It is a sad part of our reality that we are bombarded virtually every moment of the day by environmental toxins: the polluted air we breathe, the poisoned water we drink, the contaminated food we ingest, the disturbing images we see, the jarring and harsh sounds we hear, the negative people we interact with, the stress from our jobs, the unnatural electromagnetic frequencies from much of our technology, the fear peddled on mainstream news, the list goes on.
While the environmental toxins are unavoidable entirely, we can arm ourselves with a heightened awareness to avoid them when possible and to detoxify our bodies after the fact so that no further damage is done.
Humans fancy themselves as having broken free of the food chain. While it might be true that we don’t have predators outright trying to eat us, generally speaking, we must still be on high alert for the dangerous elements of our environment that threaten our survival. If you look at the wars, genocide, uneven distribution of food, wastefulness of societal systems, oppression, psychological manipulation, et cetera, it is clear that humans are the number one threat to human survival. What humankind lacks is humanity.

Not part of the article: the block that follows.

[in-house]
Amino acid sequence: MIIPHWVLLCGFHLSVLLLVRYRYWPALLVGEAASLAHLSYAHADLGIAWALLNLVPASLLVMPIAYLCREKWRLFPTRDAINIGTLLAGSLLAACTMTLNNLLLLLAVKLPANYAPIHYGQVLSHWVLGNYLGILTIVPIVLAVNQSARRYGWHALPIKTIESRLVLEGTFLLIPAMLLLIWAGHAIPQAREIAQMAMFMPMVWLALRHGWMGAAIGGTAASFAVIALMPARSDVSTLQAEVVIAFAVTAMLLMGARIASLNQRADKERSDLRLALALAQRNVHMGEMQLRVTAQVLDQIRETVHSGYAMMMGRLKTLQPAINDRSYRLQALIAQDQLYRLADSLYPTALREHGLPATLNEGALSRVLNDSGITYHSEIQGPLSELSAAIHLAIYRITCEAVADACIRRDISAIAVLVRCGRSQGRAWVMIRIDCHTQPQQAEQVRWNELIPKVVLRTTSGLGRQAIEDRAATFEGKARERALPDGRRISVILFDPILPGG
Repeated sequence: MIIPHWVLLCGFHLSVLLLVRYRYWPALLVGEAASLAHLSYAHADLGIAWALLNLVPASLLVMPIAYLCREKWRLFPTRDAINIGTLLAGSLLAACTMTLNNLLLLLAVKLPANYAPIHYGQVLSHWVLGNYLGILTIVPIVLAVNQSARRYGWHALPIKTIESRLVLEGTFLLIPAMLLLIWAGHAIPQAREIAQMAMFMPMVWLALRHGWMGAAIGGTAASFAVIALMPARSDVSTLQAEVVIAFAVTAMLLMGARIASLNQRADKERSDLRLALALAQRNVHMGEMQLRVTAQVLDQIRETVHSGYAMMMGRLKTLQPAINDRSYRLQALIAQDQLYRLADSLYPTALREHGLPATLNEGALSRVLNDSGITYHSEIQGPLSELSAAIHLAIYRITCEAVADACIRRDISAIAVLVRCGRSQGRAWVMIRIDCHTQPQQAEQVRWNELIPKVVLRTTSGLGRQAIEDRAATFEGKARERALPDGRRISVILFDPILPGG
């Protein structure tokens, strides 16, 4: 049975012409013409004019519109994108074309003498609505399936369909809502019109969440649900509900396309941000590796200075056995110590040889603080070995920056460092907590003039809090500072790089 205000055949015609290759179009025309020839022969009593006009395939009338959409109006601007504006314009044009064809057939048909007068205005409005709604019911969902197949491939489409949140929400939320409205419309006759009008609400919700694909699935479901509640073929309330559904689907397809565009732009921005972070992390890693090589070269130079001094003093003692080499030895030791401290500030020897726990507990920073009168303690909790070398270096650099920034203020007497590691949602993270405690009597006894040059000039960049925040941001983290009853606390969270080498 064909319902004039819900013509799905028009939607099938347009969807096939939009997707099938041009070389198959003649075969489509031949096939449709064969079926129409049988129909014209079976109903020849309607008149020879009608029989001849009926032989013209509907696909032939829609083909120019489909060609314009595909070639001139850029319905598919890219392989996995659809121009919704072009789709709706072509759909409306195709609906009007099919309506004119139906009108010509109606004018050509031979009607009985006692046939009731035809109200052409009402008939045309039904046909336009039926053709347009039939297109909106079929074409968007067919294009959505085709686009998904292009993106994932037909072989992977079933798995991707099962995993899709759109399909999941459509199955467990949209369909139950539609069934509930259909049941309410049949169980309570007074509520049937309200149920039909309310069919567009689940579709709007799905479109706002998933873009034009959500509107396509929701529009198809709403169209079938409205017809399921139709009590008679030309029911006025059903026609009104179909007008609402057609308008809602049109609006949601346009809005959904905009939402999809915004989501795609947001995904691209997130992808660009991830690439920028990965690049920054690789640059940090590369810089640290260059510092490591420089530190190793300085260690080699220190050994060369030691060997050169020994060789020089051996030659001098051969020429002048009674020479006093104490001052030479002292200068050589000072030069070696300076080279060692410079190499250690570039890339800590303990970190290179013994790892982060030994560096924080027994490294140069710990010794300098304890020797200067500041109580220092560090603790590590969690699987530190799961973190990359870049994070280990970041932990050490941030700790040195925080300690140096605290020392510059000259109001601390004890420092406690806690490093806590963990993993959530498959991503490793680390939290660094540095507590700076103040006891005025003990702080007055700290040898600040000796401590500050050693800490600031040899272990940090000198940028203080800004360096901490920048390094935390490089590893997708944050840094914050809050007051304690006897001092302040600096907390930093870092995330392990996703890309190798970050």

One such environmental toxin that many people have become mindful of in recent years is a petrochemical called Bispehnol A (BPA). It has been used in the production of plastics and epoxies for many years. BPA mimics estrogen in the body and feminizes men over time.
BPA has also been linked to heart disease, diabetes, asthma, aggression, neurological disorders, earlier onset of puberty, metabolic disruption, increased risk for miscarriage, several types of cancer, lowering of testosterone, obesity, endocrine disruption, kidney damage, and erectile dysfunction.
A surprising hiding place for BPA is in store receipts. That’s right, a petrochemical hiding in paper receipts. Because BPA can enter the body through mere skin contact AND because it accumulates in tissue cells, every time you touch a receipt you are increasing your risk for the aforementioned health problems.
Some stores, principally health food stores, are consciously switching over to BPA-free receipts to protecting the health of their customers and employees. Although they cost more, this investment is well worth it. This author personally works at a store that uses BPA-free receipts and I am able to shop with a peaceful state of mind knowing that I can take my receipt without taking a risk.
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